Self: Here I Am
BY: T. Franklin Murphy | December 2016 (edited September 24, 2021)
We are dynamic beings interacting with ever-changing environments. A knowledge of self is the stable foundation necessary to know others and the world.
The broken soul bounces chaotically between experiences. They may convincingly discuss psychological implications of their behavior, and then ignore the wisdom, behaving in unsuspected and destructive ways. The fluent language centers of their brain appear disconnected from the emotional impulses guiding their behaviors. They lack coherency of beliefs, values and actions. Without coherency, lives become chaotic. Without the inner-stability of coherency, we lose consistency. We become reactionary creatures, not defined by the self but by the current environment.
Inconsistency of behavior creates an unknowable self. Until internal controls are established, gently guiding choice toward internally determined goals, the self remains unknown.
A stable knowledge of self is a foundation for understanding others and the world.
The self is complex, even the most coherent person, must face large shadows in the interior landscape of their soul. Only through consciousness can we know ourselves. Consciousness is a late comer to life. Organisms lived and thrived millions of years before conscious knowledge of self existence emerged.
Our biological functioning occurs largely without conscious control. The self—an object of consciousness—becomes the anchor of thought and meaning. We conceive of the self as the actor and thinker—the self. From the fixed point of a knowledge of self, we interpret the world, creating meaning out of the chaos. But the self is dynamic, expanding and retracting with experience. We never comprehensively understand the entire self. Behaviors, thoughts and feelings may spontaneously burst into existence unexpectedly.
Knowledge of Self Can't Exist without Others
But the self can’t exist independently. We are part of a more complex chain of life, leaning, relying and supporting each other. The self can’t exist without the community and the community can’t exist without collective selves. Individuals must find balance between being internally directed and remaining sensitive to community needs. The ideal self consists of a smooth blend of social connectedness and internal coherences. Internal values to create purpose but implementing enough flexibility to connect with others. Healthy living exists between the rigid structure of purpose and the chaotic flimsiness of impulses.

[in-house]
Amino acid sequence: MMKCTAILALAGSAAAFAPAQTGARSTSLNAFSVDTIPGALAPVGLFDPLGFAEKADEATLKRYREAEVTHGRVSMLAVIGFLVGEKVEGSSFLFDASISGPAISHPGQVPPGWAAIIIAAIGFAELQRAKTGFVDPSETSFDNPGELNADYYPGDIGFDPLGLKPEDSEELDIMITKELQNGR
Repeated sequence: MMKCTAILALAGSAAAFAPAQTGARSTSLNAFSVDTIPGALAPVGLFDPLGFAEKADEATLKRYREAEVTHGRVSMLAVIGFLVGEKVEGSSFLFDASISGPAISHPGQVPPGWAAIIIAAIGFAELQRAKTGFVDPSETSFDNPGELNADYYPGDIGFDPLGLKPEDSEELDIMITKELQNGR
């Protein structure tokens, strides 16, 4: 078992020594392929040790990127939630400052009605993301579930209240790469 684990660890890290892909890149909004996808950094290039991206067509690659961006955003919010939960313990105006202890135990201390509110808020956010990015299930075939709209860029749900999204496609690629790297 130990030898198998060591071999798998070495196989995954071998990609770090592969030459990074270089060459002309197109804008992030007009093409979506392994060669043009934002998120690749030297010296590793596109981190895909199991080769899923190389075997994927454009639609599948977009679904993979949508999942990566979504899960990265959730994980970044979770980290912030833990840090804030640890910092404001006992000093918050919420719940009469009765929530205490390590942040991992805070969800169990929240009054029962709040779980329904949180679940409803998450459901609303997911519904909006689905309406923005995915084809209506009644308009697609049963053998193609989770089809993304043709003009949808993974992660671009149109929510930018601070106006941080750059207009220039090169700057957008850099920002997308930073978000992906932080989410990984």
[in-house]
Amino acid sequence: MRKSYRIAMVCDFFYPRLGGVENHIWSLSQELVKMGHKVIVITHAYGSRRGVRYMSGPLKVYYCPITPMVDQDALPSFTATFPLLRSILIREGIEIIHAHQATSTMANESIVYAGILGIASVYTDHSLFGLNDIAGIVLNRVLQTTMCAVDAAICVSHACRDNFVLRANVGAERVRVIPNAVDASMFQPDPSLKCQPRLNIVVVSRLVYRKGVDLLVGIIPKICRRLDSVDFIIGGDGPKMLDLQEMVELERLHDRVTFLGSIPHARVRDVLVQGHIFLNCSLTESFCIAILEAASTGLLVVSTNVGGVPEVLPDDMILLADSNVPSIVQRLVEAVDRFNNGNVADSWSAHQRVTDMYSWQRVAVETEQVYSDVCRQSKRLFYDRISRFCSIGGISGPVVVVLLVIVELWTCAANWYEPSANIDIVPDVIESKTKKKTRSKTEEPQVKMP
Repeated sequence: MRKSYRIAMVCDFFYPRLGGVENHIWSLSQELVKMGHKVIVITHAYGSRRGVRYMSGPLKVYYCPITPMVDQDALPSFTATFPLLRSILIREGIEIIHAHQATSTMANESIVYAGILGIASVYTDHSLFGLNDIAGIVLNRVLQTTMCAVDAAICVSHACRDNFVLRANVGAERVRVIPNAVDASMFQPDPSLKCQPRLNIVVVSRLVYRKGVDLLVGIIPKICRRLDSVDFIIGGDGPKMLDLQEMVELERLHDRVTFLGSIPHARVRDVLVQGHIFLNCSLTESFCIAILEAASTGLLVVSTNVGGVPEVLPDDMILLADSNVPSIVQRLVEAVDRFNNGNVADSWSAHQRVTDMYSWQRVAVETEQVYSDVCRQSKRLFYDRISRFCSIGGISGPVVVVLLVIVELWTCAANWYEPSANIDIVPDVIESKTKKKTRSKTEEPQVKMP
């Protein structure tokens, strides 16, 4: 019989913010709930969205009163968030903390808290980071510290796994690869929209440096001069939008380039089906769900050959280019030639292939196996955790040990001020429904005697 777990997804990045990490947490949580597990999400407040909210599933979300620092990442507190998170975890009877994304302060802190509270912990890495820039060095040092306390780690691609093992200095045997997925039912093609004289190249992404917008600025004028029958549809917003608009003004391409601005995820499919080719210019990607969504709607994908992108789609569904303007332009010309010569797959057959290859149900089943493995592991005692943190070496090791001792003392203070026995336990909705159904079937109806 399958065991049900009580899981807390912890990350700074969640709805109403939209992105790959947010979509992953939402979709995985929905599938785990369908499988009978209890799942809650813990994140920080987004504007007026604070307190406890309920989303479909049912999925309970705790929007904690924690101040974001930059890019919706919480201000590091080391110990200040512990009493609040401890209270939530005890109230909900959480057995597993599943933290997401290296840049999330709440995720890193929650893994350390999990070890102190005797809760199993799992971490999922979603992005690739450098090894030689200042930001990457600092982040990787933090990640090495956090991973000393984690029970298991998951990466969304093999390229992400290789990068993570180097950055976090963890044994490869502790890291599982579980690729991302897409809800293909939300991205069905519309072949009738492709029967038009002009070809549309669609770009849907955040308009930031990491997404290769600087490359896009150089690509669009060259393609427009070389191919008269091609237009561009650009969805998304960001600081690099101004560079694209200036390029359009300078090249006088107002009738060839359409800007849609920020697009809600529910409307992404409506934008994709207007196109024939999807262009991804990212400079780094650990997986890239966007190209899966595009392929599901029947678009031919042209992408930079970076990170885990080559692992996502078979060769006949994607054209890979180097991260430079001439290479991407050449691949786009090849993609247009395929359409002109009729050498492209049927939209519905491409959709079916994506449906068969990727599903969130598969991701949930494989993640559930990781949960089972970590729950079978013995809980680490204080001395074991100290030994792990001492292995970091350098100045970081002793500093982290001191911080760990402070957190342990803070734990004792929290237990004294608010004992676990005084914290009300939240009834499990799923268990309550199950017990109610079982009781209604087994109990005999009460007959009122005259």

Lack of coherence leaves the broken soul unanchored, expressing the lack in chaotic appeals for acceptance or emotionless manipulations. Those suffering from emptiness act, say, and promise to win acceptance; but their promises are automatic cries for acceptance and not bound with integrity.
Shame covertly motivates their responses. But promises made without the coherence of self lack commitment and are easily broken, nonchalantly excused with the slightest justification. Without the coherence of self, the promises made satisfy the external pressures at the moment, later when different external pressures are present, priorities shift to satisfy the factors of that moment. The external pressure is all that exists.
A personal foundation of self adds integrity to commitments. The self continues to influence behaviors amidst changing environmental pressures, but motivation is securely grounded in long term goals. In coherency, the self exists during the original interaction mindful checking personal values, other commitments and plausibility of fulfilling a promise before consenting to future action. A strong self has flexibility, showing concern for important relationships, and making concessions but not at the expense of personal boundaries. When we waiver, the strong being recognizes their error and makes necessary corrections in a timely manner.
"Those suffering from emptiness act, say, and promise to win acceptance; but their promises are automatic cries for acceptance and not bound with integrity. "
Knowledge of Personal Values
Those who lack loyalty in commitments to others also lack loyalty to personal commitments; emotionally detached from behaviors, the external world of the moment prevails. The wavering soul lacks the essential consistency to have firm convictions. The lack of personal values is the fertile soil of justifications, denial, and deception. Patterns of hurt are excused as expedient for the situation, instead of examined for inconsistency and corrected. People can be mean, disconnected, and violent but never recognize the pain they cause through the vileness of their behavior.
When values are situational-instead of internally determined—we have no consistent guide. We are not free to act but blow back and forth with the wind like a blade of grass.
We need to heal our broken souls, giving firm guidance of internally motivated values. Identify the important characteristics you seek, and constantly examine behaviors for coherence to those values. Broken promises signal danger, screaming lack of integrity. Seek professional and supportive resources necessary to establish coherency of self, becoming a strong force in determining the behaviors of your life, inviting desired intentions to fruition. When we become people of integrity—people of honor, our life changes in powerful ways.
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